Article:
Parents who express negative emotions toward their infants, or handle them roughly, may be inadvertently harming their babies' psyches, new research suggests. This type of "negative parenting" results in aggressive, defiant kindergarteners and even affects adult behavior, the researchers said.
"Before the study, we thought it was likely the combination of difficult infant temperament and negative parenting that put parent-child pairs most at risk for conflict in the toddler period," study researcher Michael Lorber, of New York University, said in a statement. "However, our findings suggest that it was negative parenting in early infancy that mattered most."
Aggressive behavior is fairly common in toddlers, but in most cases, this drops off by the time they reach age 5. In children whose aggressive behavior does not stop, they have a pretty good chance of staying that way, Lorber said.
"Conduct problems around age 5 are probably one of the strongest predictors of anything that you care to predict for years to come, including depression, substance use, academic problems and peer rejection," Lorber told LiveScience. "They predict even aggression against one's romantic partner later in life." [11 Facts Every Parent Should Know About Their Baby's Brain]
The researchers studied 260 mothers and their children from birth until first grade. The sample was selected from mothers who received prenatal care from a public health clinic, a "high-risk urban sample," selected between 1975 and 1977.
The researchers assessed the infants' temperaments and the mothers' parenting styles in the first six months of life (by observing the pair during feeding time) and during the toddler years through observational and parental reports. The researchers followed up with the mothers and the children's teachers when their kids were in kindergarten (ages 5 and 6), asking them to rate the children's behavior.
The researchers found that children who exhibit aggressive, defiant and explosive behavior by the time they're in kindergarten very often have tumultuous relationships with their parents from early on.
"Moms that did more of that stuff, that was a stronger predictor of conduct problems later on," Lorber said. "In toddlerhood in the pairs where the mom had been negative to the kid during infancy, the mothers were more hostile and the kids were more angry in a series of teaching tests."
What they didn't find was a correlation between difficult early-life behaviors of the child (if the child was irritable or quick to switch mood in his or her first six months) and later aggressive actions and attitudes.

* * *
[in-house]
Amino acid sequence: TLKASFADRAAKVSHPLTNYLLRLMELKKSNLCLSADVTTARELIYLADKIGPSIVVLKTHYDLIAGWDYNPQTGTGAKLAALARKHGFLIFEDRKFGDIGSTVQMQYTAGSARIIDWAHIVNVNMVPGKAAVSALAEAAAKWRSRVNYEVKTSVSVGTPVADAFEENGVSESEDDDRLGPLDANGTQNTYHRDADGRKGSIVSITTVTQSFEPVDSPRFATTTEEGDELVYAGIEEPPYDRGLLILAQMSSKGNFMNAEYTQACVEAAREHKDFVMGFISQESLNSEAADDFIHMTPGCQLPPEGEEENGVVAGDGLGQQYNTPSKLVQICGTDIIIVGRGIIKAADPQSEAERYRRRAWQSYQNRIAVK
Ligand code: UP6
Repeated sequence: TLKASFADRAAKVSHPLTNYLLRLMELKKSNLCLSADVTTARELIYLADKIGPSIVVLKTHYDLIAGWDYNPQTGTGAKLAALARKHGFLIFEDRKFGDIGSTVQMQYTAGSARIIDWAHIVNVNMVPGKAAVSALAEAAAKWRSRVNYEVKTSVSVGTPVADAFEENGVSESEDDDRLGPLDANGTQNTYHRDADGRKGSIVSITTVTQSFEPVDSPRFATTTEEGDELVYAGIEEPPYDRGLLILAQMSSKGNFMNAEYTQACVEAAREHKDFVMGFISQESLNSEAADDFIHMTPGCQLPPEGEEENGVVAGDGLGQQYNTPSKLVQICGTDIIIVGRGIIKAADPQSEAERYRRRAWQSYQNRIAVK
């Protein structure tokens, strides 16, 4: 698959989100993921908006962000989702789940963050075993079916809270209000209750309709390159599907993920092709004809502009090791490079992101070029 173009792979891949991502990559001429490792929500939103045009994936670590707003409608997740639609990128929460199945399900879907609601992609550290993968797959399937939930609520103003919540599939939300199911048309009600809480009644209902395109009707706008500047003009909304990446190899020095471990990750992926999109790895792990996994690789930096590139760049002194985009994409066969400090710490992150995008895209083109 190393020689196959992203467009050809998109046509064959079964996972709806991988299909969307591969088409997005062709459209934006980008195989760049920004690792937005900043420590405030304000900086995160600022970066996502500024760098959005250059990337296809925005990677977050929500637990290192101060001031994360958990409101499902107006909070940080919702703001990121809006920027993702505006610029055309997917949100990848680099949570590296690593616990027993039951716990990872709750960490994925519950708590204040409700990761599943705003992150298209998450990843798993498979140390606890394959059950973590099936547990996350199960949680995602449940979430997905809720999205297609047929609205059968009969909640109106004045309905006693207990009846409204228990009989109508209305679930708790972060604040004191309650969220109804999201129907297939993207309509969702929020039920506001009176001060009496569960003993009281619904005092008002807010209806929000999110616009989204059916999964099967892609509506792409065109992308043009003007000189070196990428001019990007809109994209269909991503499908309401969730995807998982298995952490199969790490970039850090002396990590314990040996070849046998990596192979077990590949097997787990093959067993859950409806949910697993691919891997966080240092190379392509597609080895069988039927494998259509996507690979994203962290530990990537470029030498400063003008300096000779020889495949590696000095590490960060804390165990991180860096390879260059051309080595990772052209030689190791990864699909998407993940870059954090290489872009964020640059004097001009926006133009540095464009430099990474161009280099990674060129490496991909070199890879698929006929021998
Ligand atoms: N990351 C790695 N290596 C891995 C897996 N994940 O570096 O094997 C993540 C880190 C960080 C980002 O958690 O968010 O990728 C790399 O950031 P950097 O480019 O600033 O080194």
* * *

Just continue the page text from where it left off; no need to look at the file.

The negative activity of parents in an infant's first few months of life seems to start this cycle, the researchers say; negative parenting results in highly angry toddlers, the research finds, thus spurring more hostility from mothers.
It is possible that such negativity could be caused by an outside source, possibly the family's genetics or even the environment around them during those early years. Either way, the findings from infancy also carry on to later in life for the study participants.
"This study's been going on now for over 30 years," Lorber said. "We've found that those parenting measures, those feedings in infancy, not only predict early conduct problems, but 26 years later, those children we saw as babies, they are more aggressive as adults."
Discovering what causes these overly aggressive toddlers could help researchers design and implement appropriate interventions to prevent negative parenting before this cycle develops.
"If you want to prevent conduct problems before they start, you would want to do something in infancy," Lorber said. "Even in the first six months you would want to do something to improve the parent-child relationship."
The study was published today (Oct. 26) in the journal Child Development.
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Jennifer Welsh is a Connecticut-based science writer and editor and a regular contributor to Live Science. She also has several years of bench work in cancer research and anti-viral drug discovery under her belt. She has previously written for Science News, VerywellHealth, The Scientist, Discover Magazine, WIRED Science, and Business Insider.